One interesting case report published recently used objective measurements to corroborate the reported clinical improvements of a patient with major depression. The patient was classified as treatment-resistant and placed on a daily dose of 4 g purified EPA. Within one month the patient reported significant improvement, including in a co-morbid social phobia, and after nine months was reportedly symptom free. During the nine-month period, the relative concentration of cerebral phosphomonoesters increased 53 percent, and the ratio of cerebral phosphomonoesters to phosphodiesters increased 79 percent, indicating reduced neuronal phospholipid turnover. The EPA treatment was also associated with structural brain changes that may be the result of increased phospholipid biosynthesis and decreased phospholipid breakdown (observed through MRI), including a reduction in lateral ventricular volume. (106) This may be an indication that omega-3 fatty acids can influence depression-related brain atrophy. These observations are important in light of recent MRI studies indicating a decrease in volume of various areas of the brain in depressed patients. (107,108)

There is some evidence that adding fish oil to standard antidepressant medication may enhance the effectiveness of that therapy. One double-blind, placebo-controlled study (n=22) showed the addition of 2 g EPA to standard antidepressant medication enhanced the effectiveness of that medication compared to the medication plus placebo after three weeks of treatment. EPA had an effect on insomnia, depressed mood, and feelings of guilt and worthlessness. Importantly, no clinically relevant side effects were noted. (109)

The results of an eight-week, double-blind, placebo-controlled trial investigating the use of EPA in women with borderline personality disorder were recently published in the American Journal of Psychiatry. Borderline personality disorder is characterized by mood instability and impulsive aggression. The researchers from Harvard Medical School reported 1 g EPA led to a reduction in scores assessing both aggression (Modified Overt Aggression Scale) and depressive symptoms (Montgomery-Asberg Depression Rating Scale). Although this was a small pilot study (n=30), the results are encouraging, indicating omega-3 fatty acids, and EPA in particular, should be the subject of larger trials. Remarkably, 90 percent of participants remained in the study and no clinically relevant side effects were elicited during the two months of EPA therapy. (110)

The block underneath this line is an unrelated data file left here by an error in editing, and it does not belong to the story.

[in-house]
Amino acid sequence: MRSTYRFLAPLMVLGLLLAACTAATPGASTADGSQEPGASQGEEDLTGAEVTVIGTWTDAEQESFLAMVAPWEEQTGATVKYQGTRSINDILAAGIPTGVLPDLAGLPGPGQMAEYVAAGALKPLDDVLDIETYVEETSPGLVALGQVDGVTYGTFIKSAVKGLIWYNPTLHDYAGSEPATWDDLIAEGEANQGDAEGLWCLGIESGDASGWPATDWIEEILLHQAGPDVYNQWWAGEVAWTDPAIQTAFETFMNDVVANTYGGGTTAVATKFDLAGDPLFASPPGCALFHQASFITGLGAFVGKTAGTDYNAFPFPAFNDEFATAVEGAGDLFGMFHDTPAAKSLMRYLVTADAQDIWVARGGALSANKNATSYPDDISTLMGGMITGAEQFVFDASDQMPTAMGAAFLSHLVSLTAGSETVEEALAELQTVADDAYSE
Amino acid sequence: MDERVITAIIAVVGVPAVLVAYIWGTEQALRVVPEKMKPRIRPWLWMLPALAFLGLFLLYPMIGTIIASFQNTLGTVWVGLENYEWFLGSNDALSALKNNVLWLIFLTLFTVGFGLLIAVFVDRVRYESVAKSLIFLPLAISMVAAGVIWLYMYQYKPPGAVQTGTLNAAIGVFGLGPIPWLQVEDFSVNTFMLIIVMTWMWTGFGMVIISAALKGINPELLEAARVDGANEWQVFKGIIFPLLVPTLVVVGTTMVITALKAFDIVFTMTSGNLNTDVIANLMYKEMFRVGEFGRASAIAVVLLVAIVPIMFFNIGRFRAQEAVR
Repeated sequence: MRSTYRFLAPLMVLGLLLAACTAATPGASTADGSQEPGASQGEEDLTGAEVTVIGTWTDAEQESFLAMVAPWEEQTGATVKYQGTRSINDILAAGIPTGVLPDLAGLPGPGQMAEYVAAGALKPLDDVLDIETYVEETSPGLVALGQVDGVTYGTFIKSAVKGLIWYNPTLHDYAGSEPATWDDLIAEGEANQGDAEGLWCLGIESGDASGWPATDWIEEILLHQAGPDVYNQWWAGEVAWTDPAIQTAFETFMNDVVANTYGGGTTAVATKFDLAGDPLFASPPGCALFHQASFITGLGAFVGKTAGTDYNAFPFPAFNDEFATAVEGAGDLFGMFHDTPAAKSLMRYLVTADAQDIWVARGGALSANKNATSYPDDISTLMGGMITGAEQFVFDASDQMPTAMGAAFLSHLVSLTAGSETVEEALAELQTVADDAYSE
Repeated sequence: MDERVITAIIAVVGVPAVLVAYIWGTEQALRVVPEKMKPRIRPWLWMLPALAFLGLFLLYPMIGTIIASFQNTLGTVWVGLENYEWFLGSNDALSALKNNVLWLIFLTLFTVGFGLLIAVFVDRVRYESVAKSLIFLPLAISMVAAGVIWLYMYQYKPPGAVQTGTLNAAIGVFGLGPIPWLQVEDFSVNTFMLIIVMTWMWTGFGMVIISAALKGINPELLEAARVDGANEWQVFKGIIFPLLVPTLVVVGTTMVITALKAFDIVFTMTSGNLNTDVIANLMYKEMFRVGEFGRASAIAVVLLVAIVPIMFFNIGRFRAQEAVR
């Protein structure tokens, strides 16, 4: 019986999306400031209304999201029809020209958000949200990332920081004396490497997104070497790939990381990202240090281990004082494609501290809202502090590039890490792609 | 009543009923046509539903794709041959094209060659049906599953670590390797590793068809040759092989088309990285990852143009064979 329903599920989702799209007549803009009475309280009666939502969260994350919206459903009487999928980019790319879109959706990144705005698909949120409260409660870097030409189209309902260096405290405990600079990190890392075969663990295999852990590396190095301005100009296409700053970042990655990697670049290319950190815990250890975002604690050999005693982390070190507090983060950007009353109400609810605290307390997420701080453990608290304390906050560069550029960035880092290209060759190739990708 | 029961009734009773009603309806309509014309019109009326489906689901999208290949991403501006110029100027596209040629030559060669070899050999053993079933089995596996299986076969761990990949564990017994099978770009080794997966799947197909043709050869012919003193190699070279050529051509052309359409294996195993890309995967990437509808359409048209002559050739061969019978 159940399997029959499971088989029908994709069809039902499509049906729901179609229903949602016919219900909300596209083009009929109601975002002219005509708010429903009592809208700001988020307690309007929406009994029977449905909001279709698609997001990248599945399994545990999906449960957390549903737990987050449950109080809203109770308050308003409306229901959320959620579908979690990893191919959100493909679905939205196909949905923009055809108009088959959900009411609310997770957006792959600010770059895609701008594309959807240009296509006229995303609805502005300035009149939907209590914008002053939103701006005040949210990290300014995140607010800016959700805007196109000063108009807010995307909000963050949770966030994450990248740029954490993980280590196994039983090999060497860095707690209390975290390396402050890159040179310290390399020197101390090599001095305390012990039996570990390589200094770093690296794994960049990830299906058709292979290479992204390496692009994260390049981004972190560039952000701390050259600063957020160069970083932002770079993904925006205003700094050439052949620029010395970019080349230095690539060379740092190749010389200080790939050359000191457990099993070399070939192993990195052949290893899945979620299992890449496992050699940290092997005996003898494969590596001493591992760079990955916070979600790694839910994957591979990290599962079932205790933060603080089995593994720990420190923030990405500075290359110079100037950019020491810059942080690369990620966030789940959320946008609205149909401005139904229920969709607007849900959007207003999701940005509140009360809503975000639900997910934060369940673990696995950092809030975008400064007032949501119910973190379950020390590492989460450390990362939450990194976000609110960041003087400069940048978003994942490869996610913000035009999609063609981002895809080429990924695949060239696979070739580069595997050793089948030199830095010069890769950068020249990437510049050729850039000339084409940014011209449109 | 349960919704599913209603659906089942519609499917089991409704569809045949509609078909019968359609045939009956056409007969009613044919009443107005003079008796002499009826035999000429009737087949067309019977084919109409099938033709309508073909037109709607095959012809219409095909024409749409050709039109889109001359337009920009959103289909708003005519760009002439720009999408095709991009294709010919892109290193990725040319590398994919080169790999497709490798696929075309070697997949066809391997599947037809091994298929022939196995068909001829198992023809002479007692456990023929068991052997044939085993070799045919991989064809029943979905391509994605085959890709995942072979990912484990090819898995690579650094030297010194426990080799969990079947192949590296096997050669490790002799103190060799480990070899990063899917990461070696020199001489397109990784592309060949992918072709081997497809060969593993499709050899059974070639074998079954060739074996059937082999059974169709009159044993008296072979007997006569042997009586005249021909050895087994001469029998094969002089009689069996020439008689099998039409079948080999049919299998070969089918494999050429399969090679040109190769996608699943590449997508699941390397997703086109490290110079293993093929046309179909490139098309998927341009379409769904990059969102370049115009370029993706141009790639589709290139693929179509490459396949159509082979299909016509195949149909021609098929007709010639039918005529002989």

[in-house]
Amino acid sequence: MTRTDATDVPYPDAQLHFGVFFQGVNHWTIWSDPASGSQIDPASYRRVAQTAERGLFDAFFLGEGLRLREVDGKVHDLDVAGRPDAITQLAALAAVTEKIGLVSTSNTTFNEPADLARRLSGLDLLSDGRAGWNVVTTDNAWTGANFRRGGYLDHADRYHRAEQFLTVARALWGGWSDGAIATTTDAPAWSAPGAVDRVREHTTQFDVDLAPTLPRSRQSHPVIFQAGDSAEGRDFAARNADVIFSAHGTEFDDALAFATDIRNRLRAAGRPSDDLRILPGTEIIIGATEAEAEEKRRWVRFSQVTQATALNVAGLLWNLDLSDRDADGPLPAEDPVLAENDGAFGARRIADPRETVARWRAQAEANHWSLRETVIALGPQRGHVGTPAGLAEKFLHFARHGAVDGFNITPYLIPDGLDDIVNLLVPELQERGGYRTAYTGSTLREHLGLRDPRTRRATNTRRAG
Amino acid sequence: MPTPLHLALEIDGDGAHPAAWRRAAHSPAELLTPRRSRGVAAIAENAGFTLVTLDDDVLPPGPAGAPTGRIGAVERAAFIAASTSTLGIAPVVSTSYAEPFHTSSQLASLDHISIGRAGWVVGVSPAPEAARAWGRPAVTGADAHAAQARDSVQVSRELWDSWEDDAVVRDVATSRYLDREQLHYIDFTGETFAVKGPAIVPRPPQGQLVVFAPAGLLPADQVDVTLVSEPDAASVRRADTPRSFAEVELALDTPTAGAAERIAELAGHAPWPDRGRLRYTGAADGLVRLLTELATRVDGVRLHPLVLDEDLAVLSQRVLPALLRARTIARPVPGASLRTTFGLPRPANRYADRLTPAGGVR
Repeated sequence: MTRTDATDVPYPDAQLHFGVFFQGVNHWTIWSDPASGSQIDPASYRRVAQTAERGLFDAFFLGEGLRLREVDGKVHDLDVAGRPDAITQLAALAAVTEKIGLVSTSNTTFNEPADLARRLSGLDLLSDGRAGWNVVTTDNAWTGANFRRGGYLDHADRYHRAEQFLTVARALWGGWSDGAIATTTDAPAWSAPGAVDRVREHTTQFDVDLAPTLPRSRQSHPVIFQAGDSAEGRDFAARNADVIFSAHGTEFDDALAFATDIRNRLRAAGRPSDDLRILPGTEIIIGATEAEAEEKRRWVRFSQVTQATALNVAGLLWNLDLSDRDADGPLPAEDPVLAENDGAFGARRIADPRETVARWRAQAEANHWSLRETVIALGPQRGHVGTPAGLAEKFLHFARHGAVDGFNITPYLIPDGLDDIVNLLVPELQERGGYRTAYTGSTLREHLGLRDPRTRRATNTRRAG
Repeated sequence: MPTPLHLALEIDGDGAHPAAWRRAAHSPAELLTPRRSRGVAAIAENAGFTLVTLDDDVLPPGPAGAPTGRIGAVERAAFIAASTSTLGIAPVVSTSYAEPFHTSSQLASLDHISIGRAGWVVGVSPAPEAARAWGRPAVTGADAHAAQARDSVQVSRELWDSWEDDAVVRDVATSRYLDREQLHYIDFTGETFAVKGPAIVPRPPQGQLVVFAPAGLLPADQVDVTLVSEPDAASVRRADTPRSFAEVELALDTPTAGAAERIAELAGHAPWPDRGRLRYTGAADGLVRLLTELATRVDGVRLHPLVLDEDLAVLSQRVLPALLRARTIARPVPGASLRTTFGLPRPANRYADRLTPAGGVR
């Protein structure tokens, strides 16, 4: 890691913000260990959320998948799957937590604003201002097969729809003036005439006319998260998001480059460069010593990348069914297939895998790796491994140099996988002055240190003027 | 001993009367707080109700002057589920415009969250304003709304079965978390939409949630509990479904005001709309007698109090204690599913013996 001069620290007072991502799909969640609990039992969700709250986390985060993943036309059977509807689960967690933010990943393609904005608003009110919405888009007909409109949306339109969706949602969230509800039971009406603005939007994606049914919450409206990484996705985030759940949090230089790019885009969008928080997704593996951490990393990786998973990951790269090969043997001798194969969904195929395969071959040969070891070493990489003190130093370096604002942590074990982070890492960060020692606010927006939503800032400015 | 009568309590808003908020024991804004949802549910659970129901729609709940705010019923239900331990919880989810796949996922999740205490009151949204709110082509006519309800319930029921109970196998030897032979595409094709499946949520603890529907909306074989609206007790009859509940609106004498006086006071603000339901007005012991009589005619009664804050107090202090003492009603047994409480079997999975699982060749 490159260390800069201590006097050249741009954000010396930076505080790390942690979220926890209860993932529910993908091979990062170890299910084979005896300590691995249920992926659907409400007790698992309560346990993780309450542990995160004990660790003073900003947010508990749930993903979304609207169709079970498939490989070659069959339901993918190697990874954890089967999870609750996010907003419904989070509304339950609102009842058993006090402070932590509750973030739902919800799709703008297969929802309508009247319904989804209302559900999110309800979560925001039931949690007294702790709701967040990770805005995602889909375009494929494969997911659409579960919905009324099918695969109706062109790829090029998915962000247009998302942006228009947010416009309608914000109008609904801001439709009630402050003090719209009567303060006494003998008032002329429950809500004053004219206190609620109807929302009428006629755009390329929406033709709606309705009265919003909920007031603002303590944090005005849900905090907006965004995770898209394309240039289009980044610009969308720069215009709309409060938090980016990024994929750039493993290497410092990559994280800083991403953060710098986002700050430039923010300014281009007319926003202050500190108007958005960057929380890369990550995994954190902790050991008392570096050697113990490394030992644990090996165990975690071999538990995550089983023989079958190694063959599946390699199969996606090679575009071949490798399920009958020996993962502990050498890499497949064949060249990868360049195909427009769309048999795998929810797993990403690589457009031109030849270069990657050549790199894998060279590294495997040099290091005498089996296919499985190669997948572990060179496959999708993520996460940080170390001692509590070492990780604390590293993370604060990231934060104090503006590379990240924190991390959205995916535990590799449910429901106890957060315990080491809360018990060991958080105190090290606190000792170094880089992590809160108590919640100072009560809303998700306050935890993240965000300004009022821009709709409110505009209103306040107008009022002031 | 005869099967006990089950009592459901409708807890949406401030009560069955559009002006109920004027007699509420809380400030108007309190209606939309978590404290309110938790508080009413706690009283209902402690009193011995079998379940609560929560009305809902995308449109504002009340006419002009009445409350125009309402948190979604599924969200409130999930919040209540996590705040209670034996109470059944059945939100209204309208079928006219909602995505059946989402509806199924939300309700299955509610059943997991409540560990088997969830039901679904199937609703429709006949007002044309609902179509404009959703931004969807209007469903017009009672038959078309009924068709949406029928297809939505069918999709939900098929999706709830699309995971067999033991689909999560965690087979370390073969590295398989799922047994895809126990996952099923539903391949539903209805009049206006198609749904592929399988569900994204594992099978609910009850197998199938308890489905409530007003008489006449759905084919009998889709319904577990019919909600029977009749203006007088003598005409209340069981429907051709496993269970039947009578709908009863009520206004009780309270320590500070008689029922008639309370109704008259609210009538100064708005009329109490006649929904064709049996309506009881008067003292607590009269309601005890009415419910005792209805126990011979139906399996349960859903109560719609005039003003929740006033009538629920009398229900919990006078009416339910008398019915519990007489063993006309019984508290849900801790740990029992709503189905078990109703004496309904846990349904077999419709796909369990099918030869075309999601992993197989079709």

Researchers from Taiwan Medical University recently conducted an eight-week, double-blind, placebo-controlled trial comparing high doses of fish oil (9.6 g/day) to placebo in addition to standard antidepressant therapy in 28 patients with major depressive disorder. The patients who received the omega-3 fish oil capsules (each capsule contained 440 mg EPA and 220 mg DHA; dosage 5 capsules twice daily) had a significantly decreased score on the Hamilton Rating Scale for Depression compared to those on placebo (p<0.001). This relatively high dose of fish oil was well tolerated and no adverse events were reported during the two-month trial. (111)

The most impressive clinical study to date on omega-3 fatty acids and unipolar depression (n=70) was recently published in Archives of General Psychiatry. In this 12-week, randomized, double-blind, placebo-controlled trial, patients receiving ethyl-EPA were divided into three dosage groups (1,2, or 4 g daily). Subjects had experienced persistent depression, despite ongoing standard pharmacotherapy at adequate dosages. The patients who received 1 g EPA had the best outcome, with 53 percent achieving a 50-percent reduction on Hamilton depression scores. This was the only group that showed statistical significance. The 1 g EPA dose led to improvements in depression, anxiety, sleep, lassitude, libido, and suicidal ideation. (112) These reports suggest omega-3 fatty acids can alleviate depression by entirely different means than standard antidepressants, they improve the functionality of antidepressants, or both.

To date, the published clinical data on the effect of marine-derived omega-3 fatty acids (combination EPA/DHA or pure EPA alone) on major depression have been positive. Table 4 summarizes the studies. A recently published trial on DHA alone as monotherapy in the treatment of major depressive disorder, however, was inconclusive. Researchers from Baylor University randomly assigned 36 patients with depression to receive 2 g/day DHA or placebo for six weeks. The response differences between the groups, as measured by scores of the Montgomery-Asberg Depression Rating Scale, did not reach statistical significance. (113)